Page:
The near-term outlook for the retail sector remains cautious, but at the same time is nuanced between subsectors and geographical locations.
Having come through the extraordinary times of the global pandemic, the retail sector has faced fresh challenges in the past year: higher (although easing) inflation, rising interest rates and slowing economic growth are combining to put consumers and retailers under sustained pressure. Compounding these challenges is the ongoing question over the vibrancy of prime CBDs (downtown) as the “return to the office” remains lacklustre across many parts of the world, as well as international tourism not having fully yet recovered to pre-pandemic levels.
The retail sector has continued to face these issues head-on while proving its resilience with the top 250 retail companies posting 8.5% growth year-over-year (YOY) in revenue, up from 5.2% in the previous year.1 Similarly, in the luxury sector, over 95% of brands reported profit growth2 in 2022, which continued into early 2023 with LVMH becoming the first luxury brand to reach a market capitalisation of USD 500 billion.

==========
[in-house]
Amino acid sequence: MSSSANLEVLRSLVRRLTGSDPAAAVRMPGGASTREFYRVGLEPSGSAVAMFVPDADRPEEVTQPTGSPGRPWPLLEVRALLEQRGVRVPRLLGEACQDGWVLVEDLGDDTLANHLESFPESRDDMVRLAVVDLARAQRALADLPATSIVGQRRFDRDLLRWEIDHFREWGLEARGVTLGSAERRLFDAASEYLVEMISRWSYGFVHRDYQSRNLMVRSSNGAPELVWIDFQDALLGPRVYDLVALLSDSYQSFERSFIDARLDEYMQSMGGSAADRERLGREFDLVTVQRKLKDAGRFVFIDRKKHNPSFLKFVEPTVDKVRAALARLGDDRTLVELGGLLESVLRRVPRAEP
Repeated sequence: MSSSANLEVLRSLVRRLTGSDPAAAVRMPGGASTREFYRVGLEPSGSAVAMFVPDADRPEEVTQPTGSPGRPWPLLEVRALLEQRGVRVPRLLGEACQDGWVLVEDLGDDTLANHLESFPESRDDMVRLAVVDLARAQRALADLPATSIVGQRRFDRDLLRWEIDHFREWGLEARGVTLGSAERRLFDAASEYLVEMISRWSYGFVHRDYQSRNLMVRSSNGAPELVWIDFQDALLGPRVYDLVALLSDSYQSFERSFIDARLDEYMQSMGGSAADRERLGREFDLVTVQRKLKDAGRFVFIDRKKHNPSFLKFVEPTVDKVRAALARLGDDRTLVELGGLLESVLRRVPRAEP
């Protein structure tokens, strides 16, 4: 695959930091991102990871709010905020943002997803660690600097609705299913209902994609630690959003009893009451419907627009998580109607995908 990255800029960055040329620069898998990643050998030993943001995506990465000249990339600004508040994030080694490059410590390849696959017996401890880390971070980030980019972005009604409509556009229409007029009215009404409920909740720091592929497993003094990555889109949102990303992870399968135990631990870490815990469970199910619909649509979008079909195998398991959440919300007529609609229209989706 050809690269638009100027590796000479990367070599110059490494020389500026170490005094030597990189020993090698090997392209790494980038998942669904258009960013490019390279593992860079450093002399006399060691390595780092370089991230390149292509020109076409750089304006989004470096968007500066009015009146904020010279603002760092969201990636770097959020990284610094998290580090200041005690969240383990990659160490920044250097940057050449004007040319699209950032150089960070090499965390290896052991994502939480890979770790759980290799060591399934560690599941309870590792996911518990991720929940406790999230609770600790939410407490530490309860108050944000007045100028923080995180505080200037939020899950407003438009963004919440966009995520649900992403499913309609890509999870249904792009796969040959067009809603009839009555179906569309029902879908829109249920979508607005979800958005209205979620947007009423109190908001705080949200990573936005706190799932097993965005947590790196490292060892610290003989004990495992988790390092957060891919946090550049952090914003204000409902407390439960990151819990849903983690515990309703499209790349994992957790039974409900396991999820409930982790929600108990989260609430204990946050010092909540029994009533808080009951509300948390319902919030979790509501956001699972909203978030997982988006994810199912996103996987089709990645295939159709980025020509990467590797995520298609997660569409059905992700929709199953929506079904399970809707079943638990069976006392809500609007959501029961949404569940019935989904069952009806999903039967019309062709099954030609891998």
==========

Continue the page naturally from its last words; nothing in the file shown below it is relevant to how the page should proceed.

Although the luxury sector has slowed overall, luxury sales growth remains in positive territory as seen in recent Q3 2023 earnings results. The end of 2023 and into 2024 is likely to remain a challenging trading period but one that we are confident the sector can endure as it continues to evolve to meet economic and societal change.
At the macro level, the focus is on the resilience of consumer spending. As central banks have undertaken one of the most aggressive interest rate hiking cycles in decades, consumers have shifted spending patterns and are reigning in non-discretionary expenditure. For the luxury sector, this represents a normalisation in their customer base after a period of strong fiscal stimulus, but as noted, sales growth is slowing.